Commentary | July 7, 2021

Officers: Managing your career  

By Cmdr. James “Jim” Bendle and Lt. Cmdr. Jodie Knox, Career Management Branch Officer Personnel Management (OPM-4) 

Did you know that OPM has resources and career counselors to help you manage your career? Do you have a good idea of what to do next?  If not, hopefully this article will introduce a few new considerations and provide helpful tips on submitting eResumes, reviewing your record and taking advantage of career counseling services.   

Virtual road shows and Podcasts

Many of you may have tuned into the OPM virtual road shows that kicked off in November 2020 in the Officer Personnel Management Virtual Road Show ALCGOFF 181/20, and learned how to better manage your career. We discussed a variety of topics including how boards and panels work, the Officer Specialty Management System (OSMS 2.0), career advice from assignment officers and much more. The goal of these roadshows is to provide best practices for officer career management. If you missed one, not to worry. You can view the recorded version on the OPM4 portal as podcasts. Our goal at OPM4 is to provide you with information that you can use, specifically regarding the promotion and assignment process, to manage your career. 

Do you have overall career questions? Within the Career Management Branch of OPM-4 we have career managers who want to talk with you about your plans. These career managers can guide officers across paygrades and offer advice on what to do next. Some general advice - to be successful in your career, know your specialty and your sub-specialties. Find a mentor –or multiple mentors – who are able to provide first-hand experience about the qualifications you need, jobs you should apply for, and what you need to do to get those assignments. 

What a successful officer track-line looks like

Careers are so much more than looking toward the next board – it is setting yourself up for selection and, as an officer, you need to understand how to get there. For the most part, successful officers understand how performance, professionalism, leadership and education (PPLE) apply to their record. They adjust their career track-line accordingly to achieve the necessary qualifications, competencies, experience and leadership. In addition, officers should recognize the importance the Officer Specialty Management System 2.0 (OSMS) on an individual’s record and its relationship to the assignment process.  Another excellent source of information to gain fidelity on successful career management is the Guidance and Eligibility Criteria for Officer Personnel Boards and Panels (CG PSCINST 1401.1B).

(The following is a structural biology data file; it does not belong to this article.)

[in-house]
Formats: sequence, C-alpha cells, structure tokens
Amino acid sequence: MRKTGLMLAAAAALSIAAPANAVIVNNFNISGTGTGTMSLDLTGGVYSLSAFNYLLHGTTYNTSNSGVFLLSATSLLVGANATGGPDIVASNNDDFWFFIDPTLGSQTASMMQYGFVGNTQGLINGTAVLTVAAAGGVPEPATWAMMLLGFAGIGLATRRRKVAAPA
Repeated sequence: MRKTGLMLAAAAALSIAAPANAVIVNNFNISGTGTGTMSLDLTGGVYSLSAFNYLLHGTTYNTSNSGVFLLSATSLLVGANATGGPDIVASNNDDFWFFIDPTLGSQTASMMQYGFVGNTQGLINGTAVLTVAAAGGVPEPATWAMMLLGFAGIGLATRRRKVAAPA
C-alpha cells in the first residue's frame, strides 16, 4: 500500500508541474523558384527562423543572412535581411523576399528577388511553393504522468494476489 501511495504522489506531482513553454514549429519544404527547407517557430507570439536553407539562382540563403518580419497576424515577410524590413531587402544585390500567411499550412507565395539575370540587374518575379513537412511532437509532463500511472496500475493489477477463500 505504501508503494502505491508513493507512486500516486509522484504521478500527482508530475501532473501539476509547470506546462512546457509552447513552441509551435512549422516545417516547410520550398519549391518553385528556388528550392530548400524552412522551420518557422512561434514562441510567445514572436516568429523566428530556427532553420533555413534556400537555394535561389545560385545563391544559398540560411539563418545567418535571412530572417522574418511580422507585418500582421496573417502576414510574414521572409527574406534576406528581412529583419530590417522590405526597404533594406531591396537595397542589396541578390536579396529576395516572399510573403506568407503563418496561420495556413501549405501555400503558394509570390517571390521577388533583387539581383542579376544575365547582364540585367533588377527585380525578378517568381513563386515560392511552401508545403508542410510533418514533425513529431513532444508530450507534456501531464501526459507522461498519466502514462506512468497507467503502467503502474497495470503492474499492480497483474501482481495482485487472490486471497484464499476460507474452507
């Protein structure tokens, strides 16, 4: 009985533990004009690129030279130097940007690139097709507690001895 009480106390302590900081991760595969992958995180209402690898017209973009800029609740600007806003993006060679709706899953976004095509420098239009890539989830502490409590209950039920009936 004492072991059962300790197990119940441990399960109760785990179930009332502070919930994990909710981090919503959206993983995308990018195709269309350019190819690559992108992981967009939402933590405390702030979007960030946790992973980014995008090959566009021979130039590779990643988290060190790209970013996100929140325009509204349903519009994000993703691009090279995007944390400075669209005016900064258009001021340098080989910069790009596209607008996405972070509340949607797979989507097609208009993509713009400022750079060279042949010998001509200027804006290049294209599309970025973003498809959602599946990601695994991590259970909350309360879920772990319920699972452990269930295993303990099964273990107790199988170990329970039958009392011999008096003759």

For junior officers, establishing a primary officer specialty before reaching the tenured grade of lieutenant commander is an important milestone. Officer specialties appear on an officer’s Employee Summary Sheet (ESS), which selection boards and panels view. Most importantly, OSMS enables selection boards or panels to view officer progression across all specialties under a standardized apprentice, journeyman and master framework. Although progression through OSMS can span across multiple PPLE dimensions, it mostly falls into the professionalism category and enables selection board and panel members to equate how an afloat officer (for example) is progressing in comparison with an aviation officer of the same grade. If a selection board cannot determine what the officer’s specialty is or what positions or job types they could potentially serve in at the next paygrade, it may be difficult to make the case for best-qualified selection. 

The Guidance and Eligibility Criteria for Officer Personnel Boards and Panels (CG PSC 1401.1.B) contains a table outlining eligibility criteria and experience levels preferred or required for all command types. Seeking positions of increasing leadership and responsibility should be a fundamental goal for an officer. Keeping future command opportunities in mind while crafting an eResume ensures eligibility criteria is considered at each grade and informs recommendations an officer could seek from their rating chain in their evaluation potential block.  

If you have not seen it, the shopping list for commanders and below has a new format. It is presented in a sortable spreadsheet, and offers more information than any shopping list to date. Pay particular attention to the “description of duties block”, which states what is expected of the officer and what impact the person in that role has on the service. Most incumbents are listed and, if you have a question regarding the job, the person currently in that position is a great source of information. This information can also inform recommendations an officer should seek from their rating chain in the potential block on their evaluation.  

Consider prioritizing positions that support specialty progression over geographic preferences; choose jobs that provide opportunity to acquire necessary qualifications, experience and competencies. The most informed officers revisit their primary specialty requirements every time they craft an eResume and include jobs that accomplish what OSMS 2.0 lays out as the next required “wicket” in order to progress to apprentice, journeyman and master levels as well as levels I, II, III and IV within those subspecialties.